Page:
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Wednesday, July 6, 2011


Im just like everybody else in the country, in that I followed the Casey Anthony murder trial just as thoroughly as I and the rest of us - followed the O. J. Simpson murder trial in 1995. Geez, it had ALL the elements that we all love to slobber over, right? Cute little dead 2 year old, slutty-appearing young mom, clueless parents, body thrown out like so much trash, claims of sexual abuse by the young mom, allegations of an accidental drowning and a cover-up, twaddle-dee-dee, twaddle-dee-dum. It was the same kind of situation that makes us all slow down, stop and gawk at accident scenes. And, oh BOY, did the press and all the rest of us WALLOW in it.

Well, today Casey Anthony was acquitted of all charges except 4 misdemeanor counts of making false statements to the police. The jury of five men and seven women, who heard testimony in the month-long trial and deliberated  for nearly 11 hours, had a differing viewpoint than the prosecution’s. The relatively quick not guilty verdicts are, to all outward appearances, a rebuke of the government's case, which lacked any direct evidence of Anthony's involvement in the death of her daughter, Caylee. In other words, the prosecutors couldn’t prove their case.

Defense Attorney Jose Baez called it a bittersweet victory. “We are happy for Casey; there are no winners in this case. Caylee has passed on far too soon,” he said, referring to Ms. Anthony’s daughter. He’s done his job, which was to create enough reasonable doubt in the juror’s minds that a lesser charge or even an acquittal was possible. He added: “Casey did not murder Caylee. It is that simple, and today our system of justice has not dishonored her memory by a false conviction.”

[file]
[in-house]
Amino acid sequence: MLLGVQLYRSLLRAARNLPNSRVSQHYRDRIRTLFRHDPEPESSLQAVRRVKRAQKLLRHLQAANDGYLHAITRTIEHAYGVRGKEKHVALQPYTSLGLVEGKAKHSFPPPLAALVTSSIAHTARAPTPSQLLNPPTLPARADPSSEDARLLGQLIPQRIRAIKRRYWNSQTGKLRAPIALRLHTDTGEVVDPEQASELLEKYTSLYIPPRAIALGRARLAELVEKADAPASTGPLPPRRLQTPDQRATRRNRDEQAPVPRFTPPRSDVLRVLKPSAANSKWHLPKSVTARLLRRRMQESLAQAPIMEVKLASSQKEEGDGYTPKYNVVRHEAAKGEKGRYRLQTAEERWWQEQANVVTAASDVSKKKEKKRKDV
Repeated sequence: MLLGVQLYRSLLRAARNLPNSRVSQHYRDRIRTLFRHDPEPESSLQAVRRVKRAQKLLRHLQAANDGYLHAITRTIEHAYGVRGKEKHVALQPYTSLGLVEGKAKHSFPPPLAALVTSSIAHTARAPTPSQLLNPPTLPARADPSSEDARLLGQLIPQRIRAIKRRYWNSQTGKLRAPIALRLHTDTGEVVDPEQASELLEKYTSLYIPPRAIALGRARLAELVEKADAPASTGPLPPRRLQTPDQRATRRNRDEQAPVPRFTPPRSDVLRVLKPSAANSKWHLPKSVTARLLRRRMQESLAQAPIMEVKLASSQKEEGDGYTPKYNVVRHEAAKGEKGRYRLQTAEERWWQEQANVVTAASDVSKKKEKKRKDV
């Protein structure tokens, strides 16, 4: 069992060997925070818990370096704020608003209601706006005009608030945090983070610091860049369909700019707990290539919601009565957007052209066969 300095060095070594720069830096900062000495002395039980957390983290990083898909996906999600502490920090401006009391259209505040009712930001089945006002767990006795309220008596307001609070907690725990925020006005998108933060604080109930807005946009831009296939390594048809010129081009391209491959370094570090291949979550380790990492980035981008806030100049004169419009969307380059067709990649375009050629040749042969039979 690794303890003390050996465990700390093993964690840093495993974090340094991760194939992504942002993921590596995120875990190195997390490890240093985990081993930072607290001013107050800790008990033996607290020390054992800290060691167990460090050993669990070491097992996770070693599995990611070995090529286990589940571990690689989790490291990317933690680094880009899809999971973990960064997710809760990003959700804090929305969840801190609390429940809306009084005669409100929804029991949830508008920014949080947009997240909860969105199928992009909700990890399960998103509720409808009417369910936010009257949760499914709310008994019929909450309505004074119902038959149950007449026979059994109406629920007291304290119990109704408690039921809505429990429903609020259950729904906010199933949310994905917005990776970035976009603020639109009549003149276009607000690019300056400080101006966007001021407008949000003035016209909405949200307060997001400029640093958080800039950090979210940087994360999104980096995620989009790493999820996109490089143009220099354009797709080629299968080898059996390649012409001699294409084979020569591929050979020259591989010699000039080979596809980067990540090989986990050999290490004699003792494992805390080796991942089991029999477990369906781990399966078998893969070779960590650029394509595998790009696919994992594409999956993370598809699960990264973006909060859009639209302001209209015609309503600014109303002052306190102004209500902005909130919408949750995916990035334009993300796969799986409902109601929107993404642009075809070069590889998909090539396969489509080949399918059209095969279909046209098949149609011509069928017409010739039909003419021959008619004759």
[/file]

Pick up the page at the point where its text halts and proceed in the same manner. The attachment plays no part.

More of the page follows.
So, was justice served? Well, yes and no.

There can be no justice for Caylee, just as there really isn’t any justice for Casey. Yes, I know – she was acquitted of all of the major charges, and she’ll probably serve a minimum sentence with the time she’s already been in jail taken into account and deducted from the sentence that she’s going to get for lying to the police. The criminal justice system got this one right, in my NON-lawyer opinion. Yes, the child is dead, and somebody ought to pay for that. However, there really wasn’t any way to make anybody pay for it because the cause of death could never be established. Did Casey Anthony chloroform her kid so she could go out and play? Probably. Did the chloroform cause her death? Again, probably. Was the prosecution able to prove that? Nope. Was the prosecution able to pin the crime on anybody? Again, nope.